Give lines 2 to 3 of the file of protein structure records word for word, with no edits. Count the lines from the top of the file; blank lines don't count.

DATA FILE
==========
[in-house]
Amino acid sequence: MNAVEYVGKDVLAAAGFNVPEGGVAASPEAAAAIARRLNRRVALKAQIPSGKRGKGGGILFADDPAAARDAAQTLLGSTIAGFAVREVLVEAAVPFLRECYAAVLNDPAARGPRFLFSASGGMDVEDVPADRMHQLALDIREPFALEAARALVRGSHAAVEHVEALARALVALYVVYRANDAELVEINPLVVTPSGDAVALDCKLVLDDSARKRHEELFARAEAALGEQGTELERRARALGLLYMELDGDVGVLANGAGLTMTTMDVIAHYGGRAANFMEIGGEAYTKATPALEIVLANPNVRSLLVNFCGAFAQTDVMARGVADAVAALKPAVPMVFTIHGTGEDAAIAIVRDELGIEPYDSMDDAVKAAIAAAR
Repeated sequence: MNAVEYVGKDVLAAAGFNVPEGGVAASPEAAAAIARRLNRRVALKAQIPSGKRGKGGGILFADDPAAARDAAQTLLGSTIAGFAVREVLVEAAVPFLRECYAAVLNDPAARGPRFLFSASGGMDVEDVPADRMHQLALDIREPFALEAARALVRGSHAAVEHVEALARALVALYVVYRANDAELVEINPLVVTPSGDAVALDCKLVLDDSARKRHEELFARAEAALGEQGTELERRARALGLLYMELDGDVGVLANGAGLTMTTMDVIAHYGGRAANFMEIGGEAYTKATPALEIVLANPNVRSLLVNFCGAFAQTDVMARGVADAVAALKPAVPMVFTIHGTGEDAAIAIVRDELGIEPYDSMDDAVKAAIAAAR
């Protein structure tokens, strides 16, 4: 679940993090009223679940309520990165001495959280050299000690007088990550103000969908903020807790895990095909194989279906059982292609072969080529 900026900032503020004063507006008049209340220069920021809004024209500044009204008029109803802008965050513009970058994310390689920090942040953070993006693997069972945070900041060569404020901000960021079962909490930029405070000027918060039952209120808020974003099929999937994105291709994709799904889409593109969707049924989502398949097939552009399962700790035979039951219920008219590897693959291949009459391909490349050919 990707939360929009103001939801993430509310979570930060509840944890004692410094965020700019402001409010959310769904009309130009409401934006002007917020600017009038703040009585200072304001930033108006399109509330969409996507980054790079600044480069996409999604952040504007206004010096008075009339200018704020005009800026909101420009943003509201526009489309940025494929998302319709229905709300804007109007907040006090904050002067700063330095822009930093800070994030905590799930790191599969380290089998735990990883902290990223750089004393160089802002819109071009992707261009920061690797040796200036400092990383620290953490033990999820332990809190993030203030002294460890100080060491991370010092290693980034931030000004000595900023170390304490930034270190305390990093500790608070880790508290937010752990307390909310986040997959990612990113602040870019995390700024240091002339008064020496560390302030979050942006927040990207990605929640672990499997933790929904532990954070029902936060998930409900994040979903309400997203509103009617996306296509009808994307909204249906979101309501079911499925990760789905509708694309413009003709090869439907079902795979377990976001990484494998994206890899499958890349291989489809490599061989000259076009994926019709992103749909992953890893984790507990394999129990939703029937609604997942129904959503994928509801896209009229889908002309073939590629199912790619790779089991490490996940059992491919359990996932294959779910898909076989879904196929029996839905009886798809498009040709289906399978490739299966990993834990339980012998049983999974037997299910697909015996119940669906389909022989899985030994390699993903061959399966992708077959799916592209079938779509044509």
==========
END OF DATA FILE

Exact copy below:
Amino acid sequence: MNAVEYVGKDVLAAAGFNVPEGGVAASPEAAAAIARRLNRRVALKAQIPSGKRGKGGGILFADDPAAARDAAQTLLGSTIAGFAVREVLVEAAVPFLRECYAAVLNDPAARGPRFLFSASGGMDVEDVPADRMHQLALDIREPFALEAARALVRGSHAAVEHVEALARALVALYVVYRANDAELVEINPLVVTPSGDAVALDCKLVLDDSARKRHEELFARAEAALGEQGTELERRARALGLLYMELDGDVGVLANGAGLTMTTMDVIAHYGGRAANFMEIGGEAYTKATPALEIVLANPNVRSLLVNFCGAFAQTDVMARGVADAVAALKPAVPMVFTIHGTGEDAAIAIVRDELGIEPYDSMDDAVKAAIAAAR
Repeated sequence: MNAVEYVGKDVLAAAGFNVPEGGVAASPEAAAAIARRLNRRVALKAQIPSGKRGKGGGILFADDPAAARDAAQTLLGSTIAGFAVREVLVEAAVPFLRECYAAVLNDPAARGPRFLFSASGGMDVEDVPADRMHQLALDIREPFALEAARALVRGSHAAVEHVEALARALVALYVVYRANDAELVEINPLVVTPSGDAVALDCKLVLDDSARKRHEELFARAEAALGEQGTELERRARALGLLYMELDGDVGVLANGAGLTMTTMDVIAHYGGRAANFMEIGGEAYTKATPALEIVLANPNVRSLLVNFCGAFAQTDVMARGVADAVAALKPAVPMVFTIHGTGEDAAIAIVRDELGIEPYDSMDDAVKAAIAAAR